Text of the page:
The Associated Press plans to move its global headquarters from Manhattan’s far west side to a smaller, less-expensive space adjacent to the World Trade Center site, the news cooperative’s president said Wednesday.
The move, planned for early 2017, would bring the AP to 200 Liberty St, which is across the street from the Sept. 11 memorial in a waterfront neighborhood that has blossomed as the city has recovered from 9/11. At the time of the terror attacks, the building was known as One World Financial Center.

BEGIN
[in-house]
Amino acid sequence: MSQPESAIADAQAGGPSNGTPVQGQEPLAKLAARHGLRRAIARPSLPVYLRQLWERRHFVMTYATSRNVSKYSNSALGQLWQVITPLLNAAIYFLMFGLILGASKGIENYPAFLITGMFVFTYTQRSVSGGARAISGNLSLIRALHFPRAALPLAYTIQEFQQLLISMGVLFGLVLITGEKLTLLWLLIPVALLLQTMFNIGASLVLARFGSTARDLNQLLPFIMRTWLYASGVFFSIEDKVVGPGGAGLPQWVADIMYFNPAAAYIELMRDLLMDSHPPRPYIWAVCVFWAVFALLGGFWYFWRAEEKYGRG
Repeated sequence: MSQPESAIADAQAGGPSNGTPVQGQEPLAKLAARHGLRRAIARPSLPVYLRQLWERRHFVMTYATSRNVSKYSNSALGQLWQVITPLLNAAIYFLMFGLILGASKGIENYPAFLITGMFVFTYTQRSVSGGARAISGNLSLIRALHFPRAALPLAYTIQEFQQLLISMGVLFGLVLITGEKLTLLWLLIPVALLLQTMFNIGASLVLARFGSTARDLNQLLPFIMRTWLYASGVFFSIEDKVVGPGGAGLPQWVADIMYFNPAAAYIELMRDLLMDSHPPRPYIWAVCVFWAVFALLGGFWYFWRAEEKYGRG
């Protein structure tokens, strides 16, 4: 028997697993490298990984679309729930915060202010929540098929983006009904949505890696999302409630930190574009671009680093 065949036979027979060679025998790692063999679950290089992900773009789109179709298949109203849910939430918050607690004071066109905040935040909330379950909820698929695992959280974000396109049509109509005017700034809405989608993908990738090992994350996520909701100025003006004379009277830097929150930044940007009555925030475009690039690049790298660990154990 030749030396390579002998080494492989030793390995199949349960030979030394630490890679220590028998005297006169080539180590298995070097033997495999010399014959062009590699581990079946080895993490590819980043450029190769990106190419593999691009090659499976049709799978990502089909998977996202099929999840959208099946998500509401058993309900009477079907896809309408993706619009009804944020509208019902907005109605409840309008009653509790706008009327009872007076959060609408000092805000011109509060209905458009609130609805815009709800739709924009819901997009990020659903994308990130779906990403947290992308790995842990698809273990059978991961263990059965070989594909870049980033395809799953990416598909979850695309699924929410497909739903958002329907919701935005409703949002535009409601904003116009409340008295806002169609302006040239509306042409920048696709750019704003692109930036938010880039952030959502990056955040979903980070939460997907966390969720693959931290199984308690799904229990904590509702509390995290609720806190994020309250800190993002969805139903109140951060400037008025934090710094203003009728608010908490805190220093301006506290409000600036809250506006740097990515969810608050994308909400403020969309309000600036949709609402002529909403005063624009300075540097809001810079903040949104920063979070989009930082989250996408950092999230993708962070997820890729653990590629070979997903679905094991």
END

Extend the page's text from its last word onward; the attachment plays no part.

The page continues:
“We’re going to a better building in a better location for less money,” said Gary Pruitt, AP president and CEO.
He said the lease will be for at least 21 years. The building would be the 11th corporate address in New York for the AP since it was founded in 1846 by a group of newspapers that wanted to share the costs of covering the Mexican War. It stands just blocks from one of the AP’s earliest addresses, 83 Liberty St.
At about 172,000 square feet, the new space will be about 40 percent smaller than the AP’s current headquarters at 450 W. 33rd St., which it has occupied since 2004.
Pruitt said the AP would have preferred to avoid the disruption and cost of a move but will wind up paying “a few million dollars” less for the new space than it pays in rent now.
“Those savings can be put toward our mission,” he said.